24 April 2019 by Corporate & Commercial Alert

Preference share funding and the potential application of paragraph 43A of the Eighth Schedule of the Income Tax Act

In a preference share funding transaction, the funder subscribes for preference shares in the share capital of a company. In contrast to a loan where interest on a debt facility is taxable in the hands of the lender, the dividends received by the holder of the preference shares are generally exempt from income tax. This tax benefit is, in turn, advantageous to the company as the funder can charge the company a lower funding rate than would otherwise have been charged had the funding been advanced in the form of a loan.

However, there are certain instances in which the dividends received in respect of preference shares become taxable. What follows is a brief synopsis of one such circumstance, of which parties should be cognisant when entering into a preference share funding arrangement.

Funding Preference Shares and the Equity Kicker

Although a limitless number of rights could potentially apply to a share, preference shares are commonly understood, in the funding industry to fall within two broad categories:

  • Funding preference shares. These shares entitle their holders to (i) a return of capital equal to its subscription price and (ii) dividends calculated on that subscription price with reference to a specified rate of interest or the time value of money.
  • Equity kicker preference shares (hereafter referred to as “equity kickers”). These shares are issued at a nominal issue price. In contrast to funding preference shares, dividends in respect of equity kickers are calculated with reference to the value of the issuer or all or some of the issuer’s assets.

The Acquisition of Voting Rights

Holders of preference shares are typically not entitled to any voting rights. However, it is not uncommon for the terms of funding preference shares to contain provision for the holder (or, collectively, the holders) of such shares to become entitled to a majority of voting rights should a default (ie a trigger event) in respect of the preference shares occur.

This mechanism in terms of which a holder of preference shares acquires voting rights is potentially problematic for tax purposes, specifically where the funding structure includes redeemable equity kickers.

Paragraph 43A of the Eighth Schedule of the Income Tax Act

Paragraph 43A of the Eighth Schedule of the Income Tax Act applies if:

  • a company (the shareholder) disposes of a share which it holds in another company (the issuer);
  • at any time during the period of eighteen months prior to the date of that disposal the shareholder held a “qualifying interest” in the issuer;
  • as part of the disposal of the share or within the period of eighteen months prior to that disposal, the issuer pays an “exempt dividend” in respect of the applicable share to the shareholder (and an “exempt dividend” is a dividend that is exempt from both the normal tax and the dividends tax); and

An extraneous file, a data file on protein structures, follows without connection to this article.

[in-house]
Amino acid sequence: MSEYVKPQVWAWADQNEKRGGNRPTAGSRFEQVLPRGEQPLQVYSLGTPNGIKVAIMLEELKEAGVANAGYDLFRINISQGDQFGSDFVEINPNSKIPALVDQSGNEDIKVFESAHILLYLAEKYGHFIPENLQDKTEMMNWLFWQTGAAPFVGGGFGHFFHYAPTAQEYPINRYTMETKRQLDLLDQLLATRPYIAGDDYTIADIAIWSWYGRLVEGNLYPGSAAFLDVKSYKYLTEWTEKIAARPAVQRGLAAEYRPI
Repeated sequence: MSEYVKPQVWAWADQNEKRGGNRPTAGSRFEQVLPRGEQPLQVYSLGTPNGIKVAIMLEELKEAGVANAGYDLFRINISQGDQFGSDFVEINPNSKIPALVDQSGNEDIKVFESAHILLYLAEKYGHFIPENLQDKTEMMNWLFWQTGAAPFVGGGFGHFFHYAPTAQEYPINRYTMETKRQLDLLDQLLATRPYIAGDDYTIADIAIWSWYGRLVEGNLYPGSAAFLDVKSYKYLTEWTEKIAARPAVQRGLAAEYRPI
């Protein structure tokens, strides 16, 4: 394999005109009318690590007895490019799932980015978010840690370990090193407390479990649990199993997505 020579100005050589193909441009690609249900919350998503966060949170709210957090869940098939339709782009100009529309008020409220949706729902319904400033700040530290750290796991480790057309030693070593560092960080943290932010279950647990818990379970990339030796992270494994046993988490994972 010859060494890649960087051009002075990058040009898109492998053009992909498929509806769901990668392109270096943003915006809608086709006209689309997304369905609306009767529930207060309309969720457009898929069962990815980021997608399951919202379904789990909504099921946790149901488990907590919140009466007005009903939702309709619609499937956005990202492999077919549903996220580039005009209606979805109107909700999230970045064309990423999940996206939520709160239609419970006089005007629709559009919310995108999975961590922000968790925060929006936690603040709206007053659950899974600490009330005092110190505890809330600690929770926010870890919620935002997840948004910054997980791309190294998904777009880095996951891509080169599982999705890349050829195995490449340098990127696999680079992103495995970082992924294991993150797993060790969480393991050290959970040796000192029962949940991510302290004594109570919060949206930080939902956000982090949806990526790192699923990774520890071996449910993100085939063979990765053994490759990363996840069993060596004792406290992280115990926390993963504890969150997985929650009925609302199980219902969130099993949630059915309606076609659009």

• a portion of those exempt dividends constitute “extraordinary exempt dividends”.

A shareholder holds a “qualifying interest” in a company if it holds, inter alia, 50% of the voting rights in that company or 20% of the voting rights in that company if no other person holds a majority of the voting rights in that company.

If paragraph 43A applies, the “extraordinary exempt dividends” are deemed to form part of the proceeds of the disposal of the share (ie are subject to capital gains tax). An exempt dividend is an “extraordinary exempt dividend” if the applicable share (i) is a preference share (as defined in s8EA of the Income Tax Act), to the extent to which the dividends in respect of that share exceed dividends calculated at a rate of 15% per annum, or (ii) is not a preference share, the dividend exceeds 15% of the higher of the market value of the share at the beginning of the eighteen month period and the market value of the share on the date of its disposal.

If, in terms of a preference share funding arrangement (i) the terms of the funding preference shares provide that the holder of such preference shares becomes entitled to voting rights equal to or in excess of the “qualifying interest” thresholds set out in paragraph 43A, if a trigger event occurs; and (ii) the holder, at the date of such occurrence, also holds an equity kicker which is redeemable at the election of the holder as a result of the occurrence of the trigger event, then:

  • the holder will hold a “qualifying interest” in the issuer by virtue of the voting rights that attach to its funding preference shares;
  • the dividends that accrue to the holder in respect of the equity kicker held by it will constitute “extraordinary exempt dividends” to the extent to which it exceeds 15% of the higher of the market value of the equity kicker on the date on which the equity kicker is redeemed and the date eighteen months prior to that redemption date; and
  • on the assumption that the market value of the equity kicker on the redemption date will exceed its market value on the date eighteen months prior to the redemption date (i) the market value of the equity on its redemption date will be attributable entirely to the dividend payable in respect of that share, and (ii) 85% of those dividends will accordingly constitute “extraordinary exempt dividends” and will be subject to capital gains tax in the hands of the holder.

In conclusion, when entering into a preference share funding arrangement where the funder is also to hold a redeemable equity kicker, we recommend ensuring that the terms of the funding preference shares do not contain provision for the funder to acquire voting rights in the manner contemplated above. That way, the funder can never hold a qualifying interest in the issuer and, accordingly, paragraph 43A will not have application.

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